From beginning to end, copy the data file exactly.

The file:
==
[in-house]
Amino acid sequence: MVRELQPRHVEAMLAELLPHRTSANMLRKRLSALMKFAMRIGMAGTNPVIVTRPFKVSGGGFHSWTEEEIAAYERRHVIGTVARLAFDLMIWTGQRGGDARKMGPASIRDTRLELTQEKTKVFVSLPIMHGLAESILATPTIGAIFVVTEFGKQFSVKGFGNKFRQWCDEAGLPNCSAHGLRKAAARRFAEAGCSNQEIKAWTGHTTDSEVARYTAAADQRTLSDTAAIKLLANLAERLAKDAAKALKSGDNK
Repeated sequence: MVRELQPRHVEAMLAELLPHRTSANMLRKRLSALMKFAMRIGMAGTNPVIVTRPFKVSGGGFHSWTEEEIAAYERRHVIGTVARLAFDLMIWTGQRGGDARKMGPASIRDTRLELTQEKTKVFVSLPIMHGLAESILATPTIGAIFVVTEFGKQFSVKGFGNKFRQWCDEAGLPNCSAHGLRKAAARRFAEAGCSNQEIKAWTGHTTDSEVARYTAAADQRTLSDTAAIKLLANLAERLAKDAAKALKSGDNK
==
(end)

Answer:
[in-house]
Amino acid sequence: MVRELQPRHVEAMLAELLPHRTSANMLRKRLSALMKFAMRIGMAGTNPVIVTRPFKVSGGGFHSWTEEEIAAYERRHVIGTVARLAFDLMIWTGQRGGDARKMGPASIRDTRLELTQEKTKVFVSLPIMHGLAESILATPTIGAIFVVTEFGKQFSVKGFGNKFRQWCDEAGLPNCSAHGLRKAAARRFAEAGCSNQEIKAWTGHTTDSEVARYTAAADQRTLSDTAAIKLLANLAERLAKDAAKALKSGDNK
Repeated sequence: MVRELQPRHVEAMLAELLPHRTSANMLRKRLSALMKFAMRIGMAGTNPVIVTRPFKVSGGGFHSWTEEEIAAYERRHVIGTVARLAFDLMIWTGQRGGDARKMGPASIRDTRLELTQEKTKVFVSLPIMHGLAESILATPTIGAIFVVTEFGKQFSVKGFGNKFRQWCDEAGLPNCSAHGLRKAAARRFAEAGCSNQEIKAWTGHTTDSEVARYTAAADQRTLSDTAAIKLLANLAERLAKDAAKALKSGDNK